Ivy League Prof Kept Bones of Child Protesters

n May 13, 1985, in a display of state violence that stunned the nation, the Philadelphia Police Department bombed its own city.
MOVE, a radical Black separatist movement formed in 1973, had been protesting against the imprisonment of its members and other manifestations of systemic injustice for years. When confrontation escalated to armed conflict on that early spring evening, police helicopters dropped a bomb that decimated the organization’s headquarters on Osage Avenue, in West Philadelphia.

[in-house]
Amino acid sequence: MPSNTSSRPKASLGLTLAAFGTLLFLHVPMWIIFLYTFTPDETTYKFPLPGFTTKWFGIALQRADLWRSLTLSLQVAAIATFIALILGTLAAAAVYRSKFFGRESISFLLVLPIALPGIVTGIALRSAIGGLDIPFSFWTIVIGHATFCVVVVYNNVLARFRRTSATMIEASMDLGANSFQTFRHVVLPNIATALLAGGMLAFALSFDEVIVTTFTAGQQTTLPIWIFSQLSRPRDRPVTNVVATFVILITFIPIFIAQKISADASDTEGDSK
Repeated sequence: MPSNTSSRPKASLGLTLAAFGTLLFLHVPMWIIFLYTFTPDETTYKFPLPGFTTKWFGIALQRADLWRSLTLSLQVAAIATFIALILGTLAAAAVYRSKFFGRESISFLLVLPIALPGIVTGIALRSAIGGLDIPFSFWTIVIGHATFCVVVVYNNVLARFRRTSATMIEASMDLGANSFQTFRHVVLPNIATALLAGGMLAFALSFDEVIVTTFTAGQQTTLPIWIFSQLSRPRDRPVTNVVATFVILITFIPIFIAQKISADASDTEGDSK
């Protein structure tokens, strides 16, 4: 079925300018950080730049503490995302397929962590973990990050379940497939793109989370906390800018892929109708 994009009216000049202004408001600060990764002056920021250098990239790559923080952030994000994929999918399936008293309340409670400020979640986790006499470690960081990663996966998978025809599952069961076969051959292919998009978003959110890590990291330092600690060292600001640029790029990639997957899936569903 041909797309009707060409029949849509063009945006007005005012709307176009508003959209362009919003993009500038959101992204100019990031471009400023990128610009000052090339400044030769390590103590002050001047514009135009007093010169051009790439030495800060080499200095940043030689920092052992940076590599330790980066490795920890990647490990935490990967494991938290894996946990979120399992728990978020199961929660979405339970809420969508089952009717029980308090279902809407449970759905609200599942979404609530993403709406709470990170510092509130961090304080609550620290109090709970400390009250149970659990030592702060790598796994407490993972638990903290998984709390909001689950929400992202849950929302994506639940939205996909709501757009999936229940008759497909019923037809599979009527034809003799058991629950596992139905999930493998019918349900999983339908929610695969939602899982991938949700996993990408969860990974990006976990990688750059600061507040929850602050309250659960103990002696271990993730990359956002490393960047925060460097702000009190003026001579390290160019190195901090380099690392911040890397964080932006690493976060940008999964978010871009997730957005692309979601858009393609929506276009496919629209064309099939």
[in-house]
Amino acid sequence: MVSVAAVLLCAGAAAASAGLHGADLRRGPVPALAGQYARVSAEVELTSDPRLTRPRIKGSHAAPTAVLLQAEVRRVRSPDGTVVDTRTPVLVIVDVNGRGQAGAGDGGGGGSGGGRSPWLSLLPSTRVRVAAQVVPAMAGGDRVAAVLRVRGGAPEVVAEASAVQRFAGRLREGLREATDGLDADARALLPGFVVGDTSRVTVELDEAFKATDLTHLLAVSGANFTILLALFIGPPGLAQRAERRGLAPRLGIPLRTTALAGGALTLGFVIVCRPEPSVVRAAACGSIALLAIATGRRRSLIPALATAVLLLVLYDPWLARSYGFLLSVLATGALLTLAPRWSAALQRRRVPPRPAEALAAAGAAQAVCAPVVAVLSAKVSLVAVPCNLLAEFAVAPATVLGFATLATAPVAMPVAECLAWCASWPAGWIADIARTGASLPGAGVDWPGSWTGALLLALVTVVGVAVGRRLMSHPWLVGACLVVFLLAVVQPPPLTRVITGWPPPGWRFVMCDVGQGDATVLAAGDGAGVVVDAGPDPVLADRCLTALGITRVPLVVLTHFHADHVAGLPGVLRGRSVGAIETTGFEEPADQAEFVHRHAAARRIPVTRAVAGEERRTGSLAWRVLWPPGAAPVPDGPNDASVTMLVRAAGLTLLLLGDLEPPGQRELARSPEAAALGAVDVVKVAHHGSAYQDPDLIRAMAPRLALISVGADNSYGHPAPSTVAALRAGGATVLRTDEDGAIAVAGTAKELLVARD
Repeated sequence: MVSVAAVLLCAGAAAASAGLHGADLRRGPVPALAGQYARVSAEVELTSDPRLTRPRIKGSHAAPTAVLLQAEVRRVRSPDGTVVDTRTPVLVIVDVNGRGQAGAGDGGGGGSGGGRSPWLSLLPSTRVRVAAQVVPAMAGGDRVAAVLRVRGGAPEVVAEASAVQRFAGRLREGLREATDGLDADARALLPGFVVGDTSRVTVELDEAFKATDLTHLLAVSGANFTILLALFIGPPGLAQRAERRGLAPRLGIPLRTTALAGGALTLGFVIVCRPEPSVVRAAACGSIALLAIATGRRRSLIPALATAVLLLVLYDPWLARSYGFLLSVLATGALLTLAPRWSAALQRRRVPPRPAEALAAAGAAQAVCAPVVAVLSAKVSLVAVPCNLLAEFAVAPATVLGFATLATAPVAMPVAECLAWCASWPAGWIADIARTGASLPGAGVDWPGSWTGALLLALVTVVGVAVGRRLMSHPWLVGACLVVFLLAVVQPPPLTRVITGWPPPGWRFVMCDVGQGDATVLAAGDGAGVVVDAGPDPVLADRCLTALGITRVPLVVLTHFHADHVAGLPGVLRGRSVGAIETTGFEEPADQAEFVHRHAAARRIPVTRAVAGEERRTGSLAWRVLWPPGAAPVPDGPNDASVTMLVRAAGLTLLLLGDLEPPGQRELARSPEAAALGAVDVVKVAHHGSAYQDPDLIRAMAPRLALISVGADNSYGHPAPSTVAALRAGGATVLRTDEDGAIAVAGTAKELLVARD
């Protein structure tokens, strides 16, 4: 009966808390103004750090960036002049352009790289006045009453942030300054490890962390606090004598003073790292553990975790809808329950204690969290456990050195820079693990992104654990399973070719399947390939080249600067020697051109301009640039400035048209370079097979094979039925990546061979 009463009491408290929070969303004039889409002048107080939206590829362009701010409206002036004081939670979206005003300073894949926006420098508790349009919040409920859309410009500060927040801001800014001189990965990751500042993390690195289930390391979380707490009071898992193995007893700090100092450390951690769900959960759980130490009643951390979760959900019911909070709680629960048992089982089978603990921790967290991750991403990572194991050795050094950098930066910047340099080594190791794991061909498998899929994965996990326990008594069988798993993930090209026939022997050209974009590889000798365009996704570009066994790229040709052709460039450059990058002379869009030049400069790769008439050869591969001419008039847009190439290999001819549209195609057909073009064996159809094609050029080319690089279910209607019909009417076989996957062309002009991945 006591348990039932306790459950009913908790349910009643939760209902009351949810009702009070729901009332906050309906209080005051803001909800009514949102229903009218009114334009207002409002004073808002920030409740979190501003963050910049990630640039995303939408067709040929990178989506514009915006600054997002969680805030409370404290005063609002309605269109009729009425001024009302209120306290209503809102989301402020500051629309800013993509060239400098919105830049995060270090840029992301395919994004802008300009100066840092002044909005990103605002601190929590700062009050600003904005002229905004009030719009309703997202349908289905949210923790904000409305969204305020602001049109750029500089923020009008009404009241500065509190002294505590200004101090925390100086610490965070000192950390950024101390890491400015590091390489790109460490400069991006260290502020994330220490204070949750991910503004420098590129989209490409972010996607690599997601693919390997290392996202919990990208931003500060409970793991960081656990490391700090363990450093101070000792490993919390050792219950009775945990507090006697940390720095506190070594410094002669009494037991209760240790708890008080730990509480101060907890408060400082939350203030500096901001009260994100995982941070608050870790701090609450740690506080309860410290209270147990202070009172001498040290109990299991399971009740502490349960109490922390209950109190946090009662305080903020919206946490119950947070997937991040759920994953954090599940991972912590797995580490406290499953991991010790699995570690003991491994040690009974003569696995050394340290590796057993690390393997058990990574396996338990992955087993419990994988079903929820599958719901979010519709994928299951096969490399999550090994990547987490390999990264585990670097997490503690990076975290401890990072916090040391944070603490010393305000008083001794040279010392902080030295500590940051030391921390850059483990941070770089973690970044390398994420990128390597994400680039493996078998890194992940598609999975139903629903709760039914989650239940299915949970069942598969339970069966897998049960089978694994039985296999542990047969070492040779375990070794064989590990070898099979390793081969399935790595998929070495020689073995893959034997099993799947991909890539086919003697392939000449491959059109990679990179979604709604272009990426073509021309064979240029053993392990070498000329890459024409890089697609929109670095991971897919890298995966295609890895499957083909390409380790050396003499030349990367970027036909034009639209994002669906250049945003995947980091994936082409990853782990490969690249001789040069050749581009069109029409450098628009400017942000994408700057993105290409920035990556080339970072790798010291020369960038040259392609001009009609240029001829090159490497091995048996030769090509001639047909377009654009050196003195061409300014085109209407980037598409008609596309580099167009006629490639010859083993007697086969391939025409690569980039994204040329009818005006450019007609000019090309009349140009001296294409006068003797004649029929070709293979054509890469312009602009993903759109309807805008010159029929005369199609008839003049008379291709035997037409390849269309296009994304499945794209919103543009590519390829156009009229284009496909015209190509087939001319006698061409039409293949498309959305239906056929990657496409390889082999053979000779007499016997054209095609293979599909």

Eleven people died in the explosion, including MOVE’s founder, John Africa, and five children: 12-year-old Netta Africa, 14-year-old Tree Africa, 11-year-old Phil Africa, 12-year-old Delisha Africa and 9-year-old Tomaso Africa. (All MOVE members take the surname Africa as a symbol of Black liberation.) A fire sparked by the bomb destroyed 61 homes—an entire block—and left more than 250 people unhoused, as Lindsey Norward reported for Vox in 2019.
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